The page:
Mark Bittman visits an industrial-scale tomato farm in California, and finds it good.
The tomatoes are bred to ripen simultaneously because there is just one harvest. They’re also blocky in shape, the better to move along conveyor belts. Hundreds of types of tomatoes are grown for processing, bred for acidity, disease resistance, use, sweetness, wall thickness, ripening date and so on. They’re not referred to by cuddly names like “Early Girl” but by number: “BQ 205.”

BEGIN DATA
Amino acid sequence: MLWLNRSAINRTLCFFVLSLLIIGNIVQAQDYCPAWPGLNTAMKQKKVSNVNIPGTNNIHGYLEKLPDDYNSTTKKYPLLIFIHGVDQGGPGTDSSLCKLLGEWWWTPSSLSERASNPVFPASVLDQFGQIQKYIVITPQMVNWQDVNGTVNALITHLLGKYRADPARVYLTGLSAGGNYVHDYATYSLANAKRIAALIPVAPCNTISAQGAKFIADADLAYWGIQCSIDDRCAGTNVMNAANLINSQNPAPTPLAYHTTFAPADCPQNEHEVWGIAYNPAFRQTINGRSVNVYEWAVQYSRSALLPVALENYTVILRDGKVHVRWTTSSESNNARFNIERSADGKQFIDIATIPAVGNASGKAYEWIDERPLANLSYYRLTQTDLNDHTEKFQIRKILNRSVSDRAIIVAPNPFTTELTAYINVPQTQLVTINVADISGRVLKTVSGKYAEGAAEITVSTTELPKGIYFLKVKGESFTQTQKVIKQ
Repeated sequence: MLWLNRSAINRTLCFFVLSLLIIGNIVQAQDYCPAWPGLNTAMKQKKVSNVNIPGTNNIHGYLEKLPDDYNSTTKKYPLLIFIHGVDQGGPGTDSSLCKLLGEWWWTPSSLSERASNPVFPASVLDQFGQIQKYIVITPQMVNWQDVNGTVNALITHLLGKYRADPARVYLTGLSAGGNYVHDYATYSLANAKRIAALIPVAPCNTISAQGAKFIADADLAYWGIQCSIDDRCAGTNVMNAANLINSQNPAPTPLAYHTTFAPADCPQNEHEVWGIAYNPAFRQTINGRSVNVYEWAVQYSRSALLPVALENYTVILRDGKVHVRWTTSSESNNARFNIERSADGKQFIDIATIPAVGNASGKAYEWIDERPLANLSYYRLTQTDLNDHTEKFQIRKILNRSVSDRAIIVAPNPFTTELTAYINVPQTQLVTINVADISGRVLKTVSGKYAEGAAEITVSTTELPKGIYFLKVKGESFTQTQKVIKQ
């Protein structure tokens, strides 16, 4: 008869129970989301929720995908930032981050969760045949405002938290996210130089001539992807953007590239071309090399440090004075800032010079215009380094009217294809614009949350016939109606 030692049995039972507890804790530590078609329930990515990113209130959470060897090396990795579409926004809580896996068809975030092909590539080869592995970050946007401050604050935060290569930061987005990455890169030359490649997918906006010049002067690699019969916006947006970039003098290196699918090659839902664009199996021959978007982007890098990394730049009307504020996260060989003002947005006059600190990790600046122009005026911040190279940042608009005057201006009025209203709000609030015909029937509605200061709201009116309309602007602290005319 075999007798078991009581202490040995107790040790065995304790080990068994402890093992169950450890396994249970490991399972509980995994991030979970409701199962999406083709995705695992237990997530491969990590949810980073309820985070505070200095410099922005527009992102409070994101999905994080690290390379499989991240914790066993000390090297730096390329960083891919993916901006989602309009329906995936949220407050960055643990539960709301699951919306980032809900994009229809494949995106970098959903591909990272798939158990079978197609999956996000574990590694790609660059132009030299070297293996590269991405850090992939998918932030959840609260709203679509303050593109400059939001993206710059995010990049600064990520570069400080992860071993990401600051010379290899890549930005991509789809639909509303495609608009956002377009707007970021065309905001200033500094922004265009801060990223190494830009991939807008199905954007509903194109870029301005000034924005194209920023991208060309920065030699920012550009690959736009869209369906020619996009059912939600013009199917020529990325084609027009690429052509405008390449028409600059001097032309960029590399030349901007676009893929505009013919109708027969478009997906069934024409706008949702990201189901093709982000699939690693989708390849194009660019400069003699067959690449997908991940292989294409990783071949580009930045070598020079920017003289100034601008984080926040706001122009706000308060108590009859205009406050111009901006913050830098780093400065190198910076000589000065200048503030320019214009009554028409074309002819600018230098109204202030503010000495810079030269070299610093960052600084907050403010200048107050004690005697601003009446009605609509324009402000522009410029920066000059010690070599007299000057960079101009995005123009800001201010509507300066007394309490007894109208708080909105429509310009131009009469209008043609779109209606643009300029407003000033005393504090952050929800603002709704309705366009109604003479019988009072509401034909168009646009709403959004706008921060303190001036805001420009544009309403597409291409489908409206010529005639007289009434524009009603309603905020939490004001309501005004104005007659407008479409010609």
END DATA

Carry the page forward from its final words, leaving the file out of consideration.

I tasted two; they had a firm, pleasant texture and mild but real flavor, and were better than any tomatoes — even so-called heirlooms — sold in my supermarket.